The La Belle was one of four ships that embarked on a 1684 French expedition led by Rene-Robert Cavelier, Sieur de La Salle that ended badly in 1686. The ship, which missed the mouth of the Mississippi River where crew members were to establish a colony, was wrecked by a violent storm. read more
A&M Ships off Centuries-Old Ship to Austin
by David Norris
Preservation experts at Texas A&M University have spent more than a decade on one of their latest projects. On Thursday, it was time to say goodbye.
The French trading ship La Belle ran aground in Matagorda Bay more than three centuries ago. It would remain in that watery, muddy grave until 1995 when it was excavated. Since then, a team of preservation experts at the Riverside campus have been painstakingly restoring what's left of the old ship. read more
Bullock Museum to house 330-year-old ship
Thursday afternoon a piece of history, wrapped in a tarp, arrived at the Bullock Texas State History Museum. It's a piece of history that's demise changed the course of Texas.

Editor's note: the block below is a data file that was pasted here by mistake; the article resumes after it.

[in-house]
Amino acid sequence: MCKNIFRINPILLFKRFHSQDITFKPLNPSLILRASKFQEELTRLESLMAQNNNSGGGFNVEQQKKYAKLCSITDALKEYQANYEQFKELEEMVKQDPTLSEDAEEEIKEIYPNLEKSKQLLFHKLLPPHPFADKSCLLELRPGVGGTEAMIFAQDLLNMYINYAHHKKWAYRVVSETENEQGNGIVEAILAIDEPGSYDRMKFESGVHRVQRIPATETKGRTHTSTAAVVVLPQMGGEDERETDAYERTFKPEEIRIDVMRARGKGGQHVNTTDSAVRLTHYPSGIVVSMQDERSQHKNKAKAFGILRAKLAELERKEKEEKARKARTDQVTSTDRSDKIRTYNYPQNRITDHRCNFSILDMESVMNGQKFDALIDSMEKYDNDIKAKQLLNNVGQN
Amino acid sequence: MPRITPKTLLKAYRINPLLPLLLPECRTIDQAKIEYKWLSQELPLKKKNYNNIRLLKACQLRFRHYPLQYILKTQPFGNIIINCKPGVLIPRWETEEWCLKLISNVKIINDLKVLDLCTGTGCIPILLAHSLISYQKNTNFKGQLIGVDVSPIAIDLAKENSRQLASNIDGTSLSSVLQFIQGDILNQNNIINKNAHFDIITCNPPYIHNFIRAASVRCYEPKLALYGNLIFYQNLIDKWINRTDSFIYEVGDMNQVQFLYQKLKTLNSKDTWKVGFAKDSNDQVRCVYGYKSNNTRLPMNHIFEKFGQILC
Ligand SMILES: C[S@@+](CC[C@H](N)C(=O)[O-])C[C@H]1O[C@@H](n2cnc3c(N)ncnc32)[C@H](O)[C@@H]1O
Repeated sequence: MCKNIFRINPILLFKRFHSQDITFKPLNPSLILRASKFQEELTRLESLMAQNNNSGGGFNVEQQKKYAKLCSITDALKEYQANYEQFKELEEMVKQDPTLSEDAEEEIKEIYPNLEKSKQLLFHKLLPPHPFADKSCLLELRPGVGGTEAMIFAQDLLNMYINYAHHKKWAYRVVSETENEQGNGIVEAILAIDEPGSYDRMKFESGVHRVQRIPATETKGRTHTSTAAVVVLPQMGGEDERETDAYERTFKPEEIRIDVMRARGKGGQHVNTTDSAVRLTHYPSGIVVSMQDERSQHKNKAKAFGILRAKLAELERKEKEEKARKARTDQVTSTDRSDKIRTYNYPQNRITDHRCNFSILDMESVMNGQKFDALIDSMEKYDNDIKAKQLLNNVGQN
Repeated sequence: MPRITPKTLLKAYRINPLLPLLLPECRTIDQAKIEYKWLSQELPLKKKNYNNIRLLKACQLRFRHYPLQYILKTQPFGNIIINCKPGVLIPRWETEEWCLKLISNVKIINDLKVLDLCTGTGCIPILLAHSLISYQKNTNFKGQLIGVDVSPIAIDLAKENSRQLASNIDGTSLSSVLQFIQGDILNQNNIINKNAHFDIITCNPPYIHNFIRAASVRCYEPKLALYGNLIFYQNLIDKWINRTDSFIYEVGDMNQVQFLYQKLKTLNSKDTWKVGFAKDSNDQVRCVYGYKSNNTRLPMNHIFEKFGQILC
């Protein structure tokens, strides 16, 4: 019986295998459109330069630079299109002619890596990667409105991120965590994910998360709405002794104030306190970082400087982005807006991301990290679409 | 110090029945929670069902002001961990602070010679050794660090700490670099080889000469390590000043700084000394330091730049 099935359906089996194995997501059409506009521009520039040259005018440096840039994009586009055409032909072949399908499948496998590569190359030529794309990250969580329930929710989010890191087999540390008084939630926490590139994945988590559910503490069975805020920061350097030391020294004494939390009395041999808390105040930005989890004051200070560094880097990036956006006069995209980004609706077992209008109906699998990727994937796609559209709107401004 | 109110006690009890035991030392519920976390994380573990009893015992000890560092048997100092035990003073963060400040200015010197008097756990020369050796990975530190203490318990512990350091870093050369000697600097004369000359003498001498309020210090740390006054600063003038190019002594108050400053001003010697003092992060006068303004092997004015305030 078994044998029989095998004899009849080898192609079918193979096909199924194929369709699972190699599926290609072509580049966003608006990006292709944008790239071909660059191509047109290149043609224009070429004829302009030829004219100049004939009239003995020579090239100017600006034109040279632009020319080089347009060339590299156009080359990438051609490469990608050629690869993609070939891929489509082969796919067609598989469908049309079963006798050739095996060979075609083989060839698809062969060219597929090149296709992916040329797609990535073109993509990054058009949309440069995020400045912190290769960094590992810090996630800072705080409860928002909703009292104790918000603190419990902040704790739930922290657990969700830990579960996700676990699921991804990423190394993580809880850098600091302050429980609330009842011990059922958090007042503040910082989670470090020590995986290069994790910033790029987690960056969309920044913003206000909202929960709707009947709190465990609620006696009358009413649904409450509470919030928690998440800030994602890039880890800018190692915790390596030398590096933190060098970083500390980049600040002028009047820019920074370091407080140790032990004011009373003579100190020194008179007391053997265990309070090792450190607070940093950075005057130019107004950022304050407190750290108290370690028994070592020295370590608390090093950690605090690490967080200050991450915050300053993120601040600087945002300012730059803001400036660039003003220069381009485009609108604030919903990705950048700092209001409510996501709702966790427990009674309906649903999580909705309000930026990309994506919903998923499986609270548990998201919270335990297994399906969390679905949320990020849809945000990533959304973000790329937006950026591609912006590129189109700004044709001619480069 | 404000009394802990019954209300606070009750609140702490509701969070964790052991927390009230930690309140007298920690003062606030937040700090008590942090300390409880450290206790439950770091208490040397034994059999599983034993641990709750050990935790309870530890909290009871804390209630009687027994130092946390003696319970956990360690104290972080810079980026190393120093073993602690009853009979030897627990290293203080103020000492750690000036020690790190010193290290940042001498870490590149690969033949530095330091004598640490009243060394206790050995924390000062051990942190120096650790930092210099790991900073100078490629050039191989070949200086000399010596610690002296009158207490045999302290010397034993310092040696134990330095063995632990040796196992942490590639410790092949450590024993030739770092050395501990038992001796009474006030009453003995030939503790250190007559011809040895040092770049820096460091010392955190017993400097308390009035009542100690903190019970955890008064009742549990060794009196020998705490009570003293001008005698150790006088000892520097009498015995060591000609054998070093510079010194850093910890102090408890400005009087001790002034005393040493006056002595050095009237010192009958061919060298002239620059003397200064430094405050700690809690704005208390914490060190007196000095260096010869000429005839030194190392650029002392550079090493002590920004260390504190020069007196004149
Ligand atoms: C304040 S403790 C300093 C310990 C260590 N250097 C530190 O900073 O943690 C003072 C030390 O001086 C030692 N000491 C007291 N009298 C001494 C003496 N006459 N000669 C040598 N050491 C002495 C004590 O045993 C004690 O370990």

"If the ship had not gone down in that storm, La Salle's French colony may have stood the test of time, and we may have been speaking French today instead of Spanish," said Jim Bruseth, guest curator at the Bullock Texas State History Museum. read more
Planks from French ship La Belle coming to Bullock Texas State History Museum for reassembly
Starting in late October, public can watch reassembly of ship that sank in Matagorda Bay in 1686
by Pam LeBlanc
More than three centuries after a French ship sank off the Texas coast, timbers from its hull are arriving in Austin, where they’ll be reassembled and put on display at the Bullock Texas State History Museum.
The French ship La Belle went down in Matagorda Bay in 1686. It was one of four French ships led by Robert Cavelier de La Salle in an expedition to establish a French colony at the mouth of the Mississippi River. read more
World archeologists admire shipwreck at Bullock museum
by David Scott
It is one of the greatest shipwreck discoveries off the coast of Texas and soon it will be the centerpiece exhibit at the Bullock State History Museum.
Archeologists from around the world admired it during a sneak peek Friday in Austin as part of their annual international conference. read more